It’s been legal in Scotland for almost a decade now, but Equal Marriage is not something we should take for granted. I’ve seen so many programmes recently about what life was like for gay people only a few decades ago – from George Michael: Outed to Banjo Beale talking about growing up gay in Australia in Designing the Hebrides – that I’ll never forget how lucky we are that the vast majority of people agree that Love is Love.
Danny and David came up with lots of original and imaginative ideas for their ceremony, but for me, the most powerful came just after I introduced myself. As I told the guests, “I want to share something Danny wrote about what marriage means to him.”
Danny had written about how growing up as a closeted gay catholic in the 1990s, marriage was not something he ever saw as an option for his future. However, societal changes have proved these childhood fears wrong and that along with his acceptance of self, Danny had found in David a man he wants to spend his life with. He added, “I think gay relationships are still not seen as legitimate in the eyes of a significant portion of society. I often feel that as gay men our relationships don’t get the same respect as those of our heterosexual counterparts. Therefore, for me, being able to call David ‘my husband’ is very important”.
How do you follow that? Well, with a love story of course, but this was a love story with a difference because although Danny and David wrote it in their own words, they weren’t sure they could tell it without crying, and they wanted to save that for the vows! So instead, they invited two guest stars to play them in ‘The Story of Us’ and here’s the script – complete with stage directions.
DAVID: It’s my pleasure to introduce Suzi Morrice who will be reading the part of Professor David John Stevenson [Suzi comes to stand beside David]
DANNY: And reading the part of Mr Danny Hunter, please welcome Eve Gerald [Eve comes to stand beside Danny]
The story they told was long, romantic and gloriously witty, involving dating apps, 5AM gluten-free baking sessions, train station assignations, kisses in airport carparks, visits to Northern Ireland and American roadtrips in a Mustang convertible. I loved every word, and Suzi and Eve delivered their parts brilliantly. Eventually Danny left London for life ‘In a Big Country’, donated most of David’s possessions to the charity shop and they then spent the next four years restoring, recreating and redecorating their new home while buying ever-bigger Christmas trees for the bay window and failing to adopt any of the neighbourhood cats.
Year Five saw a proposal at Prestonfield House; as David wrote, and Suzi said, “I had reserved the private dining room for two, which was in a romantic turret or, as Danny pointed out, above the staff door to the kitchen. When dinner was finished, and tea had just been served I went down on one knee handing him my proposal that I had commissioned as a letterpress print. Danny was a little confused, but he said yes, and then had himself a nice celebratory cup of tea.”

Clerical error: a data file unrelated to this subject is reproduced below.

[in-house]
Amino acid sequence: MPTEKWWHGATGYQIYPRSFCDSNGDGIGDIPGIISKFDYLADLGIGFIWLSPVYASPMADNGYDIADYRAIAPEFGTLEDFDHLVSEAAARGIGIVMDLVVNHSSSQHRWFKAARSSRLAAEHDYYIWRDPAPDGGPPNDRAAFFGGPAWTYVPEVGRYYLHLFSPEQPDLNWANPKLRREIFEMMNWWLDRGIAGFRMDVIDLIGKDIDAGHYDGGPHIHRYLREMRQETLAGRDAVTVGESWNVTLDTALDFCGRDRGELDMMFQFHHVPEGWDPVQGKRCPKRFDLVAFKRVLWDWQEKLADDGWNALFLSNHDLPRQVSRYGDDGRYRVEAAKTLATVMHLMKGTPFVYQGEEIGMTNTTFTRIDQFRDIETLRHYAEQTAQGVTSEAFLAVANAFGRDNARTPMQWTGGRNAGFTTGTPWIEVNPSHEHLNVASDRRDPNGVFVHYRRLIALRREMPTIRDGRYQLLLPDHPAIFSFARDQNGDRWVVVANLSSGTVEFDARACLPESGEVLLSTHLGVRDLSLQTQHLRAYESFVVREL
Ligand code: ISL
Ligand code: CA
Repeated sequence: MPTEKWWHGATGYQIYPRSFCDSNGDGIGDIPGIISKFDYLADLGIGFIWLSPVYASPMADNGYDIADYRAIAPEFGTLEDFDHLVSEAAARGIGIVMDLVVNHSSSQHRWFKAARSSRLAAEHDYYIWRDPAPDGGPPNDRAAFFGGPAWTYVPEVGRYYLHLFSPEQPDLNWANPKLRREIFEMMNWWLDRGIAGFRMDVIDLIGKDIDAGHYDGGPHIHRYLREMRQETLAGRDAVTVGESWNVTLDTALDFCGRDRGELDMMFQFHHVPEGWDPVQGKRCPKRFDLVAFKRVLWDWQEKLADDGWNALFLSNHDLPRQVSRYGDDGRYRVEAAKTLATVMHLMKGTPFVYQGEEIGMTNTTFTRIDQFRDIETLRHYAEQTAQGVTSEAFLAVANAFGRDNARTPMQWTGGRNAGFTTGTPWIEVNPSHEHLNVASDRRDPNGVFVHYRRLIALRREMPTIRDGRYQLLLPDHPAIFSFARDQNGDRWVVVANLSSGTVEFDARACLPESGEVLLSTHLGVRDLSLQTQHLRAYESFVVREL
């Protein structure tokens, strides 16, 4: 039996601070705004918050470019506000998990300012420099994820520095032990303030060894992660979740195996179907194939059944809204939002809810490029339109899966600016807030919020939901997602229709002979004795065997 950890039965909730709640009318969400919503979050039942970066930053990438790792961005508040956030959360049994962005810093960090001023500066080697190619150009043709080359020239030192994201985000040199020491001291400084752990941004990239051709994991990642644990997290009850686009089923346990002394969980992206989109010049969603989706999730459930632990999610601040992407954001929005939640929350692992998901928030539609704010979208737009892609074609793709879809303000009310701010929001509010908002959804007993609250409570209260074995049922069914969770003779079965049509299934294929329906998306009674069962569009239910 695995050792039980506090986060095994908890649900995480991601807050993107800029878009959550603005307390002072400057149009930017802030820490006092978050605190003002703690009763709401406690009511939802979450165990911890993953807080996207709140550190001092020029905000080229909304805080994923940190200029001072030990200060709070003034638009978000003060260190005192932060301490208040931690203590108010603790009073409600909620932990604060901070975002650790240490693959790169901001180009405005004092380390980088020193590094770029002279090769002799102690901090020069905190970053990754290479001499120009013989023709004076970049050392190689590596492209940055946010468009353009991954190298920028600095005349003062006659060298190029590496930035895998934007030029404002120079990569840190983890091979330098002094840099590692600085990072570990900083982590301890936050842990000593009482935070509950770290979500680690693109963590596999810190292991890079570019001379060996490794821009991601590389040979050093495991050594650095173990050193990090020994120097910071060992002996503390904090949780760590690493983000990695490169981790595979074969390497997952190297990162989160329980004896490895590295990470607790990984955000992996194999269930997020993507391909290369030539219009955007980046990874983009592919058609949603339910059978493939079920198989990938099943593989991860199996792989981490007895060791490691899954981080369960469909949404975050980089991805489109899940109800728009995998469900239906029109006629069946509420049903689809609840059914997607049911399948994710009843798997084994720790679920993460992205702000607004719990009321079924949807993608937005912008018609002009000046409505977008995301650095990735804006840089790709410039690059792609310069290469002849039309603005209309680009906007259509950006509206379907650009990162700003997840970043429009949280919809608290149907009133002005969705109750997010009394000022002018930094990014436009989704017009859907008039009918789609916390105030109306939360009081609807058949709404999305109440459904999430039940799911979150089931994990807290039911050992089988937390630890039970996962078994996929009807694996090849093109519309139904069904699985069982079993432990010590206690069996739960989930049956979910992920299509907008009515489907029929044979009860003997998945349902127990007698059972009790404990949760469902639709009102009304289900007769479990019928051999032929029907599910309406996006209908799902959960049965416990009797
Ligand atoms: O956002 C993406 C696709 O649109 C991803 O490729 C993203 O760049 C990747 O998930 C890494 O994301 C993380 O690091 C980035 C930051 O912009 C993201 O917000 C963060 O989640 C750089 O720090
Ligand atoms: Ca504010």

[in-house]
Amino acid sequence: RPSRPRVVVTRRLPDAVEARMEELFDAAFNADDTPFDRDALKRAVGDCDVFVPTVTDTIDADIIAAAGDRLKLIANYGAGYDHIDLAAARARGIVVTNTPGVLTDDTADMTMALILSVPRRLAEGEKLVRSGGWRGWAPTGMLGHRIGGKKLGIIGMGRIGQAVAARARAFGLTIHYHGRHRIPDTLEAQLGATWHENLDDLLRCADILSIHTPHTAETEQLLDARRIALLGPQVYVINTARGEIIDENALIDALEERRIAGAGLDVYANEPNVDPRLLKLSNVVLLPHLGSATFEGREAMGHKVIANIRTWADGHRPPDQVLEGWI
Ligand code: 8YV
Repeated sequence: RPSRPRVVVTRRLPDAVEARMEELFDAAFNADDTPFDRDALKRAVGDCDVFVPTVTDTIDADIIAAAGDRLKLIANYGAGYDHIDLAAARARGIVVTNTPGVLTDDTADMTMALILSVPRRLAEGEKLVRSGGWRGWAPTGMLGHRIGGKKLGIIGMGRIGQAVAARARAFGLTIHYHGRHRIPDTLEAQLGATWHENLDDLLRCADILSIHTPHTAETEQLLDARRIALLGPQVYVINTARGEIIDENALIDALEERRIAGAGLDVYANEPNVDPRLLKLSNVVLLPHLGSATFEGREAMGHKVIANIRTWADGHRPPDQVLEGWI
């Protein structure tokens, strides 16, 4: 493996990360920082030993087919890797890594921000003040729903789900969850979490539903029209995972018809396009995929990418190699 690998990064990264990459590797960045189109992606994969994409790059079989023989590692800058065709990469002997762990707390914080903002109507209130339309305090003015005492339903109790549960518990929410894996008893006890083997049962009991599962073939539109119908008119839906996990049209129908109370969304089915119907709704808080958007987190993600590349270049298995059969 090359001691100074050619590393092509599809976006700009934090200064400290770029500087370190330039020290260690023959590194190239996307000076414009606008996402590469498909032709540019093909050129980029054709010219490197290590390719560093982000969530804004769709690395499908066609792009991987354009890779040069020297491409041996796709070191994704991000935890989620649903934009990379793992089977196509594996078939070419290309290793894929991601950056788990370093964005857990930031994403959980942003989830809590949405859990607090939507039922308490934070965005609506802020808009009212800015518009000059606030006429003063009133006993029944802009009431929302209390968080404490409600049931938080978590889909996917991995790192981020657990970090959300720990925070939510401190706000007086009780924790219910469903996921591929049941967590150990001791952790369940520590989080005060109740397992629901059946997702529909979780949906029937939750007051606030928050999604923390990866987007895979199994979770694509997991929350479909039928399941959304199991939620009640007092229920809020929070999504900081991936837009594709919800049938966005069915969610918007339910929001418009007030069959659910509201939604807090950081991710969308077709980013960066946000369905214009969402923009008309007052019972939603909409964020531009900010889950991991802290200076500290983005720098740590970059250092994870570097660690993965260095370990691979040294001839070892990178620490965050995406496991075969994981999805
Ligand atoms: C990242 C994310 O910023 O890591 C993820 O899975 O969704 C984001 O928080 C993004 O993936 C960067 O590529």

Danny’s brother, Andy gave us what’s becoming a very popular reading these days; ‘All I Know About Love’ by Neil Gaiman
and then, before Danny and David exchanged the vows they had kept secret from each other until that moment, I asked the guests to try to guess who’d said what about why they love each other. That was a lot of fun!
I said that David and Danny decided they’d keep the tears for the vows, and they did.
They weren’t alone…
I stepped aside to allow them to speak the words from their heart directly to one another, which gave photographer Caro Weiss the perfect spot to capture the moment.
The joy in the room was almost tangible.
As you can see from Caro’s gorgeous shots.
Danny and David’s mums, Mo and Caroline, joined us to sign the Marriage Schedule as we listened to some lovely music played by Siannie Moodie and Nick the Fiddler.
The families were further woven together by Danny and David’s sisters, Jenny and Sarah, who used the Hunter and the Holyrood tartans to bind them together in a handfasting,
then Sarah completed the formal part of the day with a reading of ‘He and I’ by the New Zealand poet and novelist, Lang Leav
When words run dry,
he does not try,
nor do I.
We are on par
He just is,
I just am
and we just are.
I think you can see how much it meant to Danny and David to be able to call each other, “my husband” so I was delighted when David sent me these words a few months after their wedding.
It feels brilliant to be married – especially after waiting for two extra years! We had exactly the day we had hoped for – and the ceremony is something we will remember forever.
Thank you for guiding us through the creation of it – we are very glad we chose you to be our celebrant.
We both know that we will enjoy revisiting it in the years to come, and our vows are something that we have already enjoyed rereading as we reflect on everything we did and felt on the day.
Thanks, also, for planting the tree for us – that is a lovely gesture and we hope it will grow tall and strong as we grow together. We will have passed it at a distance en route to our honeymoon at Kyle House, up near Tongue.
It was a real pleasure to be a part of your marriage, David and Danny. I hope that you will continue to revisit your vows in the years to come, and I hope that you’ll also come back and revisit this story on your wedding anniversaries as well. Thank you both from the bottom of my heart for choosing to work with me – and thanks as always to the wonderful Caro Weiss for her beautiful photos. Thanks too – and massive congratulations – to the team at Timberyard who won their first Michelin Star just a few months ago. As they say in France, “Il vaut le detour”!